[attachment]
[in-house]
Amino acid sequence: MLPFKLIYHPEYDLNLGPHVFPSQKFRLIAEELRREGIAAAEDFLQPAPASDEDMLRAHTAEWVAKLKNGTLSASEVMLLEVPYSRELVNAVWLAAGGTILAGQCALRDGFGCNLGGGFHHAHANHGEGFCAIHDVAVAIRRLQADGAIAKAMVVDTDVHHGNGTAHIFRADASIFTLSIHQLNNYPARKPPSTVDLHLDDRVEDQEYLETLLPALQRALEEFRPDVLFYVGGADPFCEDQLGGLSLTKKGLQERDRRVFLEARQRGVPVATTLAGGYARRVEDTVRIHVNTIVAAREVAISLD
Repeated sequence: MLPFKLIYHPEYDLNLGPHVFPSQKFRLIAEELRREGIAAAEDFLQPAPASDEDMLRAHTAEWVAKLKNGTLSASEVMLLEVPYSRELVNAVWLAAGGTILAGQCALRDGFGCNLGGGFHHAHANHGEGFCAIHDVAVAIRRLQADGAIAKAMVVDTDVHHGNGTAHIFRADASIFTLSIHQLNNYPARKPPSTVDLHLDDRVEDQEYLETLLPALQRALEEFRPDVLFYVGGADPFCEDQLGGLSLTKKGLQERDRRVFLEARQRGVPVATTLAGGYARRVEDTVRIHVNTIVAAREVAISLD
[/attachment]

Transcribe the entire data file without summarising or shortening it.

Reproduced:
[in-house]
Amino acid sequence: MLPFKLIYHPEYDLNLGPHVFPSQKFRLIAEELRREGIAAAEDFLQPAPASDEDMLRAHTAEWVAKLKNGTLSASEVMLLEVPYSRELVNAVWLAAGGTILAGQCALRDGFGCNLGGGFHHAHANHGEGFCAIHDVAVAIRRLQADGAIAKAMVVDTDVHHGNGTAHIFRADASIFTLSIHQLNNYPARKPPSTVDLHLDDRVEDQEYLETLLPALQRALEEFRPDVLFYVGGADPFCEDQLGGLSLTKKGLQERDRRVFLEARQRGVPVATTLAGGYARRVEDTVRIHVNTIVAAREVAISLD
Repeated sequence: MLPFKLIYHPEYDLNLGPHVFPSQKFRLIAEELRREGIAAAEDFLQPAPASDEDMLRAHTAEWVAKLKNGTLSASEVMLLEVPYSRELVNAVWLAAGGTILAGQCALRDGFGCNLGGGFHHAHANHGEGFCAIHDVAVAIRRLQADGAIAKAMVVDTDVHHGNGTAHIFRADASIFTLSIHQLNNYPARKPPSTVDLHLDDRVEDQEYLETLLPALQRALEEFRPDVLFYVGGADPFCEDQLGGLSLTKKGLQERDRRVFLEARQRGVPVATTLAGGYARRVEDTVRIHVNTIVAAREVAISLD